"Alexander Short and Shute roll effortlessly together as the roiling, muddy currents of the underworld’s River Styx. Becoming Hades, Shute rests alongside Eliza Talbott (Persephone) on Short’s back. Shute presses and prods Talbott as she struggles away from his grasp, until his hand reaches her mouth to feed her the pomegranate seed that will lock Persephone into his world. Ultimately, Talbott’s Persephone sits with her mother, Demeter (Nicole McClam), at the stage edge, Demeter’s stunned gaze revealing Persephone’s fate."--from the thINKing Dance review of Plunging into the Stream, Mascher Space Cooperative in Philadelphia, by Beau Hancock, Dec 12, 2014.
Our vision of Persephone (2014) emphasizes her relationship with her mother, fertility goddess Demeter. Nicole McClam tries to comfort and console her depressed teenaged daughter, played by Eliza Talbott, who shakes off the tender hands.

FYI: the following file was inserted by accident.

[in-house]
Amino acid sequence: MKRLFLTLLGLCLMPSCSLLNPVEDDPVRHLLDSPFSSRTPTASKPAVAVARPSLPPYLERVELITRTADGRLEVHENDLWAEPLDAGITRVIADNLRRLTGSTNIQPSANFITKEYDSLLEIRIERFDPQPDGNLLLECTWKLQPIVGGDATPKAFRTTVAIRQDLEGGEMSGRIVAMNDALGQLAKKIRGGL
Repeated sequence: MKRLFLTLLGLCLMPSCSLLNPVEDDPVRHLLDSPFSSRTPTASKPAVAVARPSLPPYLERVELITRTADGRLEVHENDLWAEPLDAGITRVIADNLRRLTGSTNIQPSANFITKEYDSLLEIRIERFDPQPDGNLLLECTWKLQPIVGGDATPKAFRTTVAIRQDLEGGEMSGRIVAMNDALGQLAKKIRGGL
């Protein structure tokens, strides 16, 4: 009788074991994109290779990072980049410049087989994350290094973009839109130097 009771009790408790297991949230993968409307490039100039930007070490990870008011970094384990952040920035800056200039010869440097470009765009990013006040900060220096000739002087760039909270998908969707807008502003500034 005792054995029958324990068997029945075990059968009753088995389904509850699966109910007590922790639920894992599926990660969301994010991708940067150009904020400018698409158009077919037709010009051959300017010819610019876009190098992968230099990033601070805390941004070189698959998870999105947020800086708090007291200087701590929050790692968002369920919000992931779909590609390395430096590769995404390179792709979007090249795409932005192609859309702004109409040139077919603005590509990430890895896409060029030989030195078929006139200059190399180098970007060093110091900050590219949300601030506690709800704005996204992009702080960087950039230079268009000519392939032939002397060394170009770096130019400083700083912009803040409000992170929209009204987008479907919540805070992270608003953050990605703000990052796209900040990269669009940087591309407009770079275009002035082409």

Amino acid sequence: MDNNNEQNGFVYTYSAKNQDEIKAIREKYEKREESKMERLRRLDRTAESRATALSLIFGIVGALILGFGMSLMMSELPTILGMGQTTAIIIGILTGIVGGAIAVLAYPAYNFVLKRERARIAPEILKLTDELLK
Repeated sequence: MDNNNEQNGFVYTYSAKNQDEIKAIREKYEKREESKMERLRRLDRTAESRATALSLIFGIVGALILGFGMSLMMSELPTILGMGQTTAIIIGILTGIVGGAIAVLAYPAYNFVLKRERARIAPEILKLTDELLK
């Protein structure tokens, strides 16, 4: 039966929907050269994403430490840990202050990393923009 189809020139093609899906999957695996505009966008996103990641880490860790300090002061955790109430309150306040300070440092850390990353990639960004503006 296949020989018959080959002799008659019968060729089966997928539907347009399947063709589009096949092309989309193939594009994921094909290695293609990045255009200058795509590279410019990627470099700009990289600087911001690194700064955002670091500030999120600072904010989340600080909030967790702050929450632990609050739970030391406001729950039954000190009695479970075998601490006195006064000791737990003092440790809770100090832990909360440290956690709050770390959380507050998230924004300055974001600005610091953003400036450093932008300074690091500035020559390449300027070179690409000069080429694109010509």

The two sit upon the bodies of Malcolm Shute and Alex Short, playing Hades and Charon, respectively. They shift slowly at first, ultimately creating a landslide that engulfs Persephone. Shute grabs Talbott's waist, yanking her from her mother's grasp.
Violence is the dark heart of the Persephone myth. In the underworld, Hades and Persephone grapple while seated upon the back of Charon. Hades maintains his seated posture, a pretension of dignity undercut by his groping fingers, which find their way to Persephone's back, shoulders, and knee. Persephone is allowed to escape because she has eaten the pomegranate seed, and so must return.
Suffering binds Persephone and her mother: it is not a tale with a happy ending. Persephone returns to the light of day, but only briefly. The myth symbolizes the changing of seasons, but also the imminence of illness, which withers all growth. It also raises the ubiquity of violence in our culture, for which, so far, we have no cure.